The meaning of Life, the Universe, and Everything
Now, suppose that the Tree of Knowledge has nothing to do with knowing what is good and what is evil. Rather, it is to know the true nature of God. Then the parable would make more sense:
To admit that God exists is to say that God is not real.Simply, to say that there is knowledge of God is to confess no knowledge of God. To confess that there is no God is to acknowledge God. God cannot exist if we believe He is real, though if we believe He is real, He cannot exist.
To say that God does not exist is to admit that God is real.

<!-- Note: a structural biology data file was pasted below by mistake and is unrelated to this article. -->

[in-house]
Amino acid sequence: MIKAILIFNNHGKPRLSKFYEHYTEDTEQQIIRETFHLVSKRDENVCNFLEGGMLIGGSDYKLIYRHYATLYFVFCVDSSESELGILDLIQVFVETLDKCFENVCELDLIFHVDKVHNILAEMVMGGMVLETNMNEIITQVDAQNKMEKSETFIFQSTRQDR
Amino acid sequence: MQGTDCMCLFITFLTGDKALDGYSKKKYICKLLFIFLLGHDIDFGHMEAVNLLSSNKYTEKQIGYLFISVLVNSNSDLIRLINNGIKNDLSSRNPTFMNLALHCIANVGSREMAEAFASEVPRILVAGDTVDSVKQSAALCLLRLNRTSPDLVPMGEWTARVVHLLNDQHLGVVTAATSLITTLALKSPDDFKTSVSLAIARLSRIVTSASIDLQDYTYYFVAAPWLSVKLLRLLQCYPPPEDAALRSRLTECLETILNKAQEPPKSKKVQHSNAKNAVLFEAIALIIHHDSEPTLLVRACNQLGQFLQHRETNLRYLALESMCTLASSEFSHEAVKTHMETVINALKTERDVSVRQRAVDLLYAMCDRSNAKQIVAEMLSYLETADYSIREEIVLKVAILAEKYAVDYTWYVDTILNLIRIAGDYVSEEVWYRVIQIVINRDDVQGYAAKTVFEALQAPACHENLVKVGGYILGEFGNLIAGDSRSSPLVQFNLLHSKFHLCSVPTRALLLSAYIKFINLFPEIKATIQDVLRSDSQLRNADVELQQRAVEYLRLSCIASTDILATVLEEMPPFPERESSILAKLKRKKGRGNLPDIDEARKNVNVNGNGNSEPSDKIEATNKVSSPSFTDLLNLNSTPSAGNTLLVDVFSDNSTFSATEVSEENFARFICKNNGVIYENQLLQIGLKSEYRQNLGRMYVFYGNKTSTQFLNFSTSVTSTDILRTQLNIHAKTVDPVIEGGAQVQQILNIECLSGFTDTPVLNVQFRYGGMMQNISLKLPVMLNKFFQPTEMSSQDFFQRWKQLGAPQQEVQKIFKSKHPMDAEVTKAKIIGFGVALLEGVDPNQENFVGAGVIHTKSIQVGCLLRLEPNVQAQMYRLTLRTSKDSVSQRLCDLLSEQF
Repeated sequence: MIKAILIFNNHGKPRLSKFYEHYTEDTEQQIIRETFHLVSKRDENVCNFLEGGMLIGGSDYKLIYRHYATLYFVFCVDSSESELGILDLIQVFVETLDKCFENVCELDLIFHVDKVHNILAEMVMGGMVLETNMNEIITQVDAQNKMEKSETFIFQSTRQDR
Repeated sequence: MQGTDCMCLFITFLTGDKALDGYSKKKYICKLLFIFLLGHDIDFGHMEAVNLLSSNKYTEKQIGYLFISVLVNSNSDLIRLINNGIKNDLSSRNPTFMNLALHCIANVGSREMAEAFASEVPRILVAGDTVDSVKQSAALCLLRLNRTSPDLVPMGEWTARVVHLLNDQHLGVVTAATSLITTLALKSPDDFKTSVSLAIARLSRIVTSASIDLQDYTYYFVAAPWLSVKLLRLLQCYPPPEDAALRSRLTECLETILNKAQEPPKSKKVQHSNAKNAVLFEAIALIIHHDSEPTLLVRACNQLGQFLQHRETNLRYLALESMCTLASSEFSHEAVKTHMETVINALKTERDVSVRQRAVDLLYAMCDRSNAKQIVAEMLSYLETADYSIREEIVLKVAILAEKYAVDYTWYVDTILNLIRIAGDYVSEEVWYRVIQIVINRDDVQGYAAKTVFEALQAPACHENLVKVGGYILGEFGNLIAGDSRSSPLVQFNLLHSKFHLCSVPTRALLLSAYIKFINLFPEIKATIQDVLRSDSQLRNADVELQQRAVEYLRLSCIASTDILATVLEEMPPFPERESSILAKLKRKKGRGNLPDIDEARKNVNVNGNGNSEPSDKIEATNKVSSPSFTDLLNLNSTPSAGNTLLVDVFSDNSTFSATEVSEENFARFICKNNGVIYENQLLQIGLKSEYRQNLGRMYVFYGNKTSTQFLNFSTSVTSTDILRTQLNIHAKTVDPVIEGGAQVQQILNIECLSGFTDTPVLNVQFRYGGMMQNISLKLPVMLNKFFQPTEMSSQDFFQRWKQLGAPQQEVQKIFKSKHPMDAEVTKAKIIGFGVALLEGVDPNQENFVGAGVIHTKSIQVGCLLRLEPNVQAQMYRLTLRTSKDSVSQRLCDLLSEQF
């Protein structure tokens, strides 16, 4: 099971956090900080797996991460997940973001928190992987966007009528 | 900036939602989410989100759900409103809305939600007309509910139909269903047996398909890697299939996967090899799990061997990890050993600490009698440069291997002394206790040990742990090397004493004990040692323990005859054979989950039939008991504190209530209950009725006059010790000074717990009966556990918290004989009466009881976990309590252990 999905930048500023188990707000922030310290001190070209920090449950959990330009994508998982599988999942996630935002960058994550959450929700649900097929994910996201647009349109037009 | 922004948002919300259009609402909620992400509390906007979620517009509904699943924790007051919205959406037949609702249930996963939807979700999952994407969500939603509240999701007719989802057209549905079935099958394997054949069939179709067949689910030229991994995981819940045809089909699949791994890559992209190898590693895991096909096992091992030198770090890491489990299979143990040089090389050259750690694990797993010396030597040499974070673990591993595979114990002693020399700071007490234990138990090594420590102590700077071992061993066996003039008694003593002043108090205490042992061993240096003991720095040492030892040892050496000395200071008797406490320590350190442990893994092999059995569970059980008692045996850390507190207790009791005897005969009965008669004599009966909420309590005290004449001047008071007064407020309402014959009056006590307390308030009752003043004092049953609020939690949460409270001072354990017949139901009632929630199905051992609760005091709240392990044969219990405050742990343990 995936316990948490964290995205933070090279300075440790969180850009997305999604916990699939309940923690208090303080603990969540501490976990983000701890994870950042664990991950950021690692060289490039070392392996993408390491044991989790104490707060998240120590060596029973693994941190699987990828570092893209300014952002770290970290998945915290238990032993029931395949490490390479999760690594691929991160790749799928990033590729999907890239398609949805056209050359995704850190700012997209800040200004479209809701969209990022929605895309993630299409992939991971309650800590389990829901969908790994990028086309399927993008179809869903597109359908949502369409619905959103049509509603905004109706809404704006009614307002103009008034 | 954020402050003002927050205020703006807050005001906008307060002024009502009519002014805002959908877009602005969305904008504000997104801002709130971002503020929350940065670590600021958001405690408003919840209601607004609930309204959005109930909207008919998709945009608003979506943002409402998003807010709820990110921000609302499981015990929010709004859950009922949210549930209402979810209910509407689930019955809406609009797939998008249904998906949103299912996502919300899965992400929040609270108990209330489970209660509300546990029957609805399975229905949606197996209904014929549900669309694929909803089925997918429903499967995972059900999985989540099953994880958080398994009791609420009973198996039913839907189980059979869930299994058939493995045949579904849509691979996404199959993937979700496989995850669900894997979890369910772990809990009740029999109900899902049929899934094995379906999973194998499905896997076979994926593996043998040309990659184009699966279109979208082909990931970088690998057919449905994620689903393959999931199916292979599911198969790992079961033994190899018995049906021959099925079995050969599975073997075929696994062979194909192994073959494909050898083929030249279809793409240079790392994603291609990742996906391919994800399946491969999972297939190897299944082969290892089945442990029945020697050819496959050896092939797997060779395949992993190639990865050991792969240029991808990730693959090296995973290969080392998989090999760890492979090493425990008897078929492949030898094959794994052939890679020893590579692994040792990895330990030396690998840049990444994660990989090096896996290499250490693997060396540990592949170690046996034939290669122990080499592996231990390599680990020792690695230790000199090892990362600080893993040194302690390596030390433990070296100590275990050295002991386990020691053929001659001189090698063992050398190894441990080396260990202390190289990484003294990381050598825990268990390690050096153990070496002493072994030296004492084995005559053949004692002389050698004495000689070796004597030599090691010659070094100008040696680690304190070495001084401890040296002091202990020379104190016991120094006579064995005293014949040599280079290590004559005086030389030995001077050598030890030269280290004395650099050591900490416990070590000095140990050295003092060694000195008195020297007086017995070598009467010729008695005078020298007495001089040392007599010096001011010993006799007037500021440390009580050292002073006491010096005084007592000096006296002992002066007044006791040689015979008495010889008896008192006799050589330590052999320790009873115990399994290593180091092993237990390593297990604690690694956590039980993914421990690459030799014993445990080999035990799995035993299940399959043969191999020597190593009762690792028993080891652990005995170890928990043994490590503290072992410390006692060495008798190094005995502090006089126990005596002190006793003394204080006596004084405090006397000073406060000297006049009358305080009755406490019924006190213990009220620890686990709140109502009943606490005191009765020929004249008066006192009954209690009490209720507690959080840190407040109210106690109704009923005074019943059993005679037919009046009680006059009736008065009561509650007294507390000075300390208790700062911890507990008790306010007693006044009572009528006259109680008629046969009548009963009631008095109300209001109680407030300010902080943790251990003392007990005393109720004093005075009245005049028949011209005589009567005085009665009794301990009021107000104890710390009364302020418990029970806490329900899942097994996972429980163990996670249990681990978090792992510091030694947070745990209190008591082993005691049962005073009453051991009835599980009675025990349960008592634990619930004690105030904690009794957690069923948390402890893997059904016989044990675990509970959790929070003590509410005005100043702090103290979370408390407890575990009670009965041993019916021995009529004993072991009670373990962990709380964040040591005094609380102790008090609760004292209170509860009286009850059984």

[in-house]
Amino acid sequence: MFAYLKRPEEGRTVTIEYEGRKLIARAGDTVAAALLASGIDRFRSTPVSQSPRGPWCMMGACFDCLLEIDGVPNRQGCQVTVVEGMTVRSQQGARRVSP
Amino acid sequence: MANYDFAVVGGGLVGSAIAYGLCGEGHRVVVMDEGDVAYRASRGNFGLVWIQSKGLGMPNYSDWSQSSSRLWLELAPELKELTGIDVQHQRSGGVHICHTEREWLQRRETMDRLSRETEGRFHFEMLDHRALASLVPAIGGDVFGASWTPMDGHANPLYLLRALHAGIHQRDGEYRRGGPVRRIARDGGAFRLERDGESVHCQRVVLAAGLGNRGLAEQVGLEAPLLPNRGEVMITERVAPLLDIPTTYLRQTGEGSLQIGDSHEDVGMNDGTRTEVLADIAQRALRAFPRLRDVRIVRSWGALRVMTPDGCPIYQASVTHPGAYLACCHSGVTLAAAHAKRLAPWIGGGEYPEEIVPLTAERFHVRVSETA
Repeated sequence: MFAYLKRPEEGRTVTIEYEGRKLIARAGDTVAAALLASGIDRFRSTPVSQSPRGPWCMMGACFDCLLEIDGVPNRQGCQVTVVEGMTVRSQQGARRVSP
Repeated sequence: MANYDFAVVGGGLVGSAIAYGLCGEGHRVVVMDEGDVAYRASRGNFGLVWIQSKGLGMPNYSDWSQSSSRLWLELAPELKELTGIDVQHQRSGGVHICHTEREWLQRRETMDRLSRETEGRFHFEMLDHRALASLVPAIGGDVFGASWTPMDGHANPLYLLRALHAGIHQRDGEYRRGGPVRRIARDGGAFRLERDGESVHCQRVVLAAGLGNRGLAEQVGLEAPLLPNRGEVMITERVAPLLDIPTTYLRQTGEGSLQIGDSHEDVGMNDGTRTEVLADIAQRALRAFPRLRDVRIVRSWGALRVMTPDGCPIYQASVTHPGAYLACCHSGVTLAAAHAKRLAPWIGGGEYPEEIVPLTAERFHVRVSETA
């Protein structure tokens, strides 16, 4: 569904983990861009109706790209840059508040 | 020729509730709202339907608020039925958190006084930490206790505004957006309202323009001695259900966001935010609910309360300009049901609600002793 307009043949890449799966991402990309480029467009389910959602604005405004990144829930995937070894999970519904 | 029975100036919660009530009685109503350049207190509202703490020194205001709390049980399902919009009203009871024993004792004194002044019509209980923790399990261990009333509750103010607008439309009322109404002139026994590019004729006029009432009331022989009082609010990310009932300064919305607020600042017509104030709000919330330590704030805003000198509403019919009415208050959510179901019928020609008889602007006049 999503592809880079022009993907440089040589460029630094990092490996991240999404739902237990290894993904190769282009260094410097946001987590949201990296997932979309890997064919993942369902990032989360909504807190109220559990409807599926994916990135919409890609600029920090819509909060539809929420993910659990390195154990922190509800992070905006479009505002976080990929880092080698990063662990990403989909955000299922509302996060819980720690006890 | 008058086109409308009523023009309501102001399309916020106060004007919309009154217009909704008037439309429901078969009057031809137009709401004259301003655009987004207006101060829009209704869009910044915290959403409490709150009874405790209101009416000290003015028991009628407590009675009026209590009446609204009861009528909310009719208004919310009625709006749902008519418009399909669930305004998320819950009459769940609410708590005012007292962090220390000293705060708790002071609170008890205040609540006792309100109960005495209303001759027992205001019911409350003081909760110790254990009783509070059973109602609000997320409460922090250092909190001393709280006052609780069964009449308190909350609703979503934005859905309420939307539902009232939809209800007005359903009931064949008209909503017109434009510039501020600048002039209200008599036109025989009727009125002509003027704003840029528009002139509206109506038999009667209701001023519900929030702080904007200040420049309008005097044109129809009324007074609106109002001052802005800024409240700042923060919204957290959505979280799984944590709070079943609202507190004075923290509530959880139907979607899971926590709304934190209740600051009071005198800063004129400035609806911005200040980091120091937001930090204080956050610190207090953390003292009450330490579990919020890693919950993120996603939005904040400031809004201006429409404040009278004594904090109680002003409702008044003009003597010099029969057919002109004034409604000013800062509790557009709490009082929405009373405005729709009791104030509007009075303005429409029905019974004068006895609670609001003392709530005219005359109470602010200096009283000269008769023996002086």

It's too early in the morning to be challenging anyone's belief in God (and I'm truly not interested in doing so - it's a conversation that often goes nowhere on the best of days.) I do, however, feels this makes perfect sense in that the mythos of the Garden of Eden is like any other creation parable. The Tree of Knowledge is meant to be man's access to the Knowledge of God, rather than the 'good and evil'. Otherwise, the story becomes little more than a bedtime story, lacking the point of reflection that a creation myth is intended to provide.